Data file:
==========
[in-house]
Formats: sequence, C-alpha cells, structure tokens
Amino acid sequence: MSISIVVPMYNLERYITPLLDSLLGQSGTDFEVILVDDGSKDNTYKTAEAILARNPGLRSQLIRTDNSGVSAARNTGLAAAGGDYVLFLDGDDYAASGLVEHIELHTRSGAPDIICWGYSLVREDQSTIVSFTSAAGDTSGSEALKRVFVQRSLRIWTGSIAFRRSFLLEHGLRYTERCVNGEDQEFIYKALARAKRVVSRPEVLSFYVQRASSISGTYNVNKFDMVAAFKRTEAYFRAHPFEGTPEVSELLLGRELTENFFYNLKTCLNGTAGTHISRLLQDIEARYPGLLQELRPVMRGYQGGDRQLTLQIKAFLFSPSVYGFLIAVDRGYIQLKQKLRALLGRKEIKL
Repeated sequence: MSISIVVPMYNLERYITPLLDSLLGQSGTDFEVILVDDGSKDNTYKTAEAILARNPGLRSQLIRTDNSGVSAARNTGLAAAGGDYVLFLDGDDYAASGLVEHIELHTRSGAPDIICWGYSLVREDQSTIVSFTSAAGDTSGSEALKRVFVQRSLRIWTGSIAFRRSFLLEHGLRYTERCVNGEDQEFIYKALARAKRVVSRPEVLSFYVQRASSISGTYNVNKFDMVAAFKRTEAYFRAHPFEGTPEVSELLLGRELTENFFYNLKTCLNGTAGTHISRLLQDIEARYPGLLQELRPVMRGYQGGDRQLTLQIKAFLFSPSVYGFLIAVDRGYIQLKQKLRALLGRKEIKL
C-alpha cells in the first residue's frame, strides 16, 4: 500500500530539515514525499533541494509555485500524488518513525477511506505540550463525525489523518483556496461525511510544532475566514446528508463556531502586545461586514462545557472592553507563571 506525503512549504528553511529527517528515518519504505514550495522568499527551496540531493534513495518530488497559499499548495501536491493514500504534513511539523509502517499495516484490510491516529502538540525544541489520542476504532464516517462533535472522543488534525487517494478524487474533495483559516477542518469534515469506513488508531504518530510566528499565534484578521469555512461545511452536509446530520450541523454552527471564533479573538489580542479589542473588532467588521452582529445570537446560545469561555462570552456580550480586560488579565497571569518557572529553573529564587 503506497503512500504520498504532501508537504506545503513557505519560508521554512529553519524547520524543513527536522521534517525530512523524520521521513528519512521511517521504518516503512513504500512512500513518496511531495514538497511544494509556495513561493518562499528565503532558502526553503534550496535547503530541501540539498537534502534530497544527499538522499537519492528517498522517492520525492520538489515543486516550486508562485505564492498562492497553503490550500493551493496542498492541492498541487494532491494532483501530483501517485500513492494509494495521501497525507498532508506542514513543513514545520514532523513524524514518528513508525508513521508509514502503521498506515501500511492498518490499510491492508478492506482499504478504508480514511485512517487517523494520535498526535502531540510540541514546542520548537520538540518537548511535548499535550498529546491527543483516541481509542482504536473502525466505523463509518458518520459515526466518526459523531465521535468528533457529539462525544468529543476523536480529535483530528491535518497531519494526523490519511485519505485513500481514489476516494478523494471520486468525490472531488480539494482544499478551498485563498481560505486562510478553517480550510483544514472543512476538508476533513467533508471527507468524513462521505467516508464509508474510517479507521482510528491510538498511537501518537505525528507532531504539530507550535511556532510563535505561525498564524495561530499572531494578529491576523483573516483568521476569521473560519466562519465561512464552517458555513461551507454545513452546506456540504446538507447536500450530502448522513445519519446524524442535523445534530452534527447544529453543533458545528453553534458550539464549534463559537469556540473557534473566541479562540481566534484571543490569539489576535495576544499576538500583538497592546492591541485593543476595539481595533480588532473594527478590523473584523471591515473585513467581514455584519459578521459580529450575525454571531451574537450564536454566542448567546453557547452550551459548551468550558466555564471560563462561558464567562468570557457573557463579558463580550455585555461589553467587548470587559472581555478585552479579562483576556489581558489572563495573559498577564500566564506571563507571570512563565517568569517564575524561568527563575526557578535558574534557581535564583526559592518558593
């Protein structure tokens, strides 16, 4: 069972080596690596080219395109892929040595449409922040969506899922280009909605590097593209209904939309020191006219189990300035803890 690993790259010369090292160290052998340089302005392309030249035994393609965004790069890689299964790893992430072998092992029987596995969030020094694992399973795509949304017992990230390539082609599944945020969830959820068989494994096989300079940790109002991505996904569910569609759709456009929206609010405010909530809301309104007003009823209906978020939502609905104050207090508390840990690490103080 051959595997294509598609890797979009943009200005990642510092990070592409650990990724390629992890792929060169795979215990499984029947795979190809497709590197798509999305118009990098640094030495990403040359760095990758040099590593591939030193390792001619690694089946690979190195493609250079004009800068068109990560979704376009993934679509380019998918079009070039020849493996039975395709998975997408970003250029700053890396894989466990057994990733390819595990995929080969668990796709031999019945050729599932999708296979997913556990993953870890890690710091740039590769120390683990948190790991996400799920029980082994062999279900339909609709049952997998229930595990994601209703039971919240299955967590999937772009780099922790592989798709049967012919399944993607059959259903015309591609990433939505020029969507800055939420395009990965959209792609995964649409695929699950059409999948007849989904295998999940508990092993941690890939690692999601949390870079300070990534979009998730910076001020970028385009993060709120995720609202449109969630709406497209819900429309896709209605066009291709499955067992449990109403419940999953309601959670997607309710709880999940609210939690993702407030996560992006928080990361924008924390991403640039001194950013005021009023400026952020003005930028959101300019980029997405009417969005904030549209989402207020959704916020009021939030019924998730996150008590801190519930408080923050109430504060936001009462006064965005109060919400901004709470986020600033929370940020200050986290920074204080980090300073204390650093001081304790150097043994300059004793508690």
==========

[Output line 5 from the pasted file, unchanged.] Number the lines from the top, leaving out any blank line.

C-alpha cells in the first residue's frame, strides 16, 4: 500500500530539515514525499533541494509555485500524488518513525477511506505540550463525525489523518483556496461525511510544532475566514446528508463556531502586545461586514462545557472592553507563571 506525503512549504528553511529527517528515518519504505514550495522568499527551496540531493534513495518530488497559499499548495501536491493514500504534513511539523509502517499495516484490510491516529502538540525544541489520542476504532464516517462533535472522543488534525487517494478524487474533495483559516477542518469534515469506513488508531504518530510566528499565534484578521469555512461545511452536509446530520450541523454552527471564533479573538489580542479589542473588532467588521452582529445570537446560545469561555462570552456580550480586560488579565497571569518557572529553573529564587 503506497503512500504520498504532501508537504506545503513557505519560508521554512529553519524547520524543513527536522521534517525530512523524520521521513528519512521511517521504518516503512513504500512512500513518496511531495514538497511544494509556495513561493518562499528565503532558502526553503534550496535547503530541501540539498537534502534530497544527499538522499537519492528517498522517492520525492520538489515543486516550486508562485505564492498562492497553503490550500493551493496542498492541492498541487494532491494532483501530483501517485500513492494509494495521501497525507498532508506542514513543513514545520514532523513524524514518528513508525508513521508509514502503521498506515501500511492498518490499510491492508478492506482499504478504508480514511485512517487517523494520535498526535502531540510540541514546542520548537520538540518537548511535548499535550498529546491527543483516541481509542482504536473502525466505523463509518458518520459515526466518526459523531465521535468528533457529539462525544468529543476523536480529535483530528491535518497531519494526523490519511485519505485513500481514489476516494478523494471520486468525490472531488480539494482544499478551498485563498481560505486562510478553517480550510483544514472543512476538508476533513467533508471527507468524513462521505467516508464509508474510517479507521482510528491510538498511537501518537505525528507532531504539530507550535511556532510563535505561525498564524495561530499572531494578529491576523483573516483568521476569521473560519466562519465561512464552517458555513461551507454545513452546506456540504446538507447536500450530502448522513445519519446524524442535523445534530452534527447544529453543533458545528453553534458550539464549534463559537469556540473557534473566541479562540481566534484571543490569539489576535495576544499576538500583538497592546492591541485593543476595539481595533480588532473594527478590523473584523471591515473585513467581514455584519459578521459580529450575525454571531451574537450564536454566542448567546453557547452550551459548551468550558466555564471560563462561558464567562468570557457573557463579558463580550455585555461589553467587548470587559472581555478585552479579562483576556489581558489572563495573559498577564500566564506571563507571570512563565517568569517564575524561568527563575526557578535558574534557581535564583526559592518558593